Halloween, with all its eeriness and costume-clad revelry, has fascinated us for centuries. In today’s world, the image of carved pumpkins and ghosts dominate the celebration. But this beloved holiday has roots running far deeper than the spooks suggest.
Long before it became the fun festivity that it is today, Halloween was known as All Hallows’ Eve, a much more solemn event that preceded All Saints’ Day.
All Hallow’s Eve was dedicated to the remembrance of the departed, acting as a night when the veil between the living and the dead was at its thinnest.
Candles played an instrumental role in guiding these spirits back to their loved ones. These same candles, once used to connect the living and the dead, now act more as ghostly decoration, serving instead as a nod to the past and a celebration of the present.
Let’s take a closer look at how candles have shaped this quintessential autumn holiday, to make it the Halloween we know and love today.
Candles: The Guiding Light of All Hallows’ Eve
At the heart of All Hallow’s Eve were the candles. As we know, they played a crucial part in guiding souls of the departed back to the realm of the living. They would be placed in windows, creating a welcoming path for spirits to follow.
This practice of lighting candles during Halloween – as we all know – has not entirely been lost in the modern day. Today we adorn our homes with Jack-o-lanterns, carved pumpkins illuminated from the inside by a single, solitary candle.
The Legend of Stingy Jack
With its origins tracing back to Ireland, carving pumpkins with menacing grins is one of the most iconic and enduring Halloween traditions – and it all has to do with a fellow known as Stingy Jack.
If legend is to be believed, Stingy Jack was cunning, known for his propensity to outwit man and the supernatural alike. One day, he even crossed the devil, trapping him in a coin and a tree, before releasing him on the condition that he never claim Jack’s soul.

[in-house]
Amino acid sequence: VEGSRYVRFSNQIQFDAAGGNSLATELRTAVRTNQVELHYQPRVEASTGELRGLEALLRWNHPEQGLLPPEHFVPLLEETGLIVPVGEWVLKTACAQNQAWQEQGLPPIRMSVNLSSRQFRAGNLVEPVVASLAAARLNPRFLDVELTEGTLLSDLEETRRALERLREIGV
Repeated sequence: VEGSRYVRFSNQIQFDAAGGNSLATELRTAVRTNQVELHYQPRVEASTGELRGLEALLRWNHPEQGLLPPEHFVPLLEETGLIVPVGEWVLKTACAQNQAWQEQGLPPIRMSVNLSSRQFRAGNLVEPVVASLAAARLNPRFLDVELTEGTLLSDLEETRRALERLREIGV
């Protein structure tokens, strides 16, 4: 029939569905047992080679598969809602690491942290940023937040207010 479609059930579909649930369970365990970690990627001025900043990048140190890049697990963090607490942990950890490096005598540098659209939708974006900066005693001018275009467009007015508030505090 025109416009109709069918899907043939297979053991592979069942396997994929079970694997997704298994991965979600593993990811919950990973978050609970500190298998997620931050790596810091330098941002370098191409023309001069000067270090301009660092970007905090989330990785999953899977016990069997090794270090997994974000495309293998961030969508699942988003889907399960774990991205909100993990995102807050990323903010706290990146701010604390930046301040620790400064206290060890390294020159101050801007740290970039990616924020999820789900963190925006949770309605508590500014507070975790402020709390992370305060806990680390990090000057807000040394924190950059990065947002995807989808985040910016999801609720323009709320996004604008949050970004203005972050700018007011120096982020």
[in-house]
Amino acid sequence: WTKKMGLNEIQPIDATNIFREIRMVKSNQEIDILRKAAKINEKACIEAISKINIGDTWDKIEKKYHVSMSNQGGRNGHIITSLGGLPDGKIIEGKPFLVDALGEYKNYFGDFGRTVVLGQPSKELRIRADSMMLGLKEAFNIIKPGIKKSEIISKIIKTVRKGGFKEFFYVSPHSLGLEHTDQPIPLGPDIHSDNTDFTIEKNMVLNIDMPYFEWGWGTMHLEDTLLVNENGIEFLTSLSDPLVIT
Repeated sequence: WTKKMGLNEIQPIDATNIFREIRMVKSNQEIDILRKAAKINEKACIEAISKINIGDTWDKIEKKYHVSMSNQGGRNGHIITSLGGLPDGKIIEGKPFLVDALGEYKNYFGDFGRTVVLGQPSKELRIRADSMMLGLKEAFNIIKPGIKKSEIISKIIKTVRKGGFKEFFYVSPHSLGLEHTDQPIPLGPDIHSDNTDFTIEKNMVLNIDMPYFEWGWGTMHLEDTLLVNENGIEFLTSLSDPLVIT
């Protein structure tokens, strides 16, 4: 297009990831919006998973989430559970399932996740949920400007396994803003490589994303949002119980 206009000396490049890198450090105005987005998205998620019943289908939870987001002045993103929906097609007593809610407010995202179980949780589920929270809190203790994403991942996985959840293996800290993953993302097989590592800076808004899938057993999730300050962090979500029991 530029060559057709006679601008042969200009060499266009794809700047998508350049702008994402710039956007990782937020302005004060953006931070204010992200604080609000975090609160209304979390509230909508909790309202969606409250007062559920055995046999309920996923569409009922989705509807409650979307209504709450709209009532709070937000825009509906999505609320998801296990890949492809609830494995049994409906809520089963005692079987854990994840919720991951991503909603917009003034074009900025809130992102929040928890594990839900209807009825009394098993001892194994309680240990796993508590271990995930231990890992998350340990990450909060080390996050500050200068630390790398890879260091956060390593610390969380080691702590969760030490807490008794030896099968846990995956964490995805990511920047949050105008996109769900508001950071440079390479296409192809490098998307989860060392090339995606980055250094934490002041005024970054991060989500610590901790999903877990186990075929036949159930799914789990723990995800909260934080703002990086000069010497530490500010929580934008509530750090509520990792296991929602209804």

But when Jack did eventually die, he found himself barred from both heaven and hell, bound to walk between realms forever. Wandering with nothing but a single ember from the fires of hell in a hollowed-out turnip (courtesy of the devil) to light his way.
In Ireland, people began to carve grotesque faces on turnips and other root vegetables, placing a lit candle inside to create their own makeshift lanterns. Being more readily available, pumpkins made an ideal replacement.
Thus the Jack-o-lantern was born, ready to scare away evil entities that roam freely on All Hallows’ Eve.
Modern Halloween: Blending tradition and fun
As centuries passed, Halloween saw numerous transformations. In the US, it became a melting pot of cultural influence, as Irish immigrants brought their traditions with them.
Over time, Halloween became a festive occasion for all – known for costumes, trick-or-treating, and decoration. Its origins may not be widely known in the contemporary world, but Halloween’s rich history is a testament to the enduring power of tradition and the human connection to the spirit world.
As we continue to embrace the tradition of lighting candles during Halloween, we’ve even seen a modern twist with scented candles. Fragrant notes infuse our homes with the more cosy scents of the season such as cinnamon and pumpkin spice.
So, this Halloween, as you put the finishing touches on your costume, carve your pumpkin, and light your autumn-scented candle, take a moment to reflect on the age-old connection that lies beneath the spooky exterior.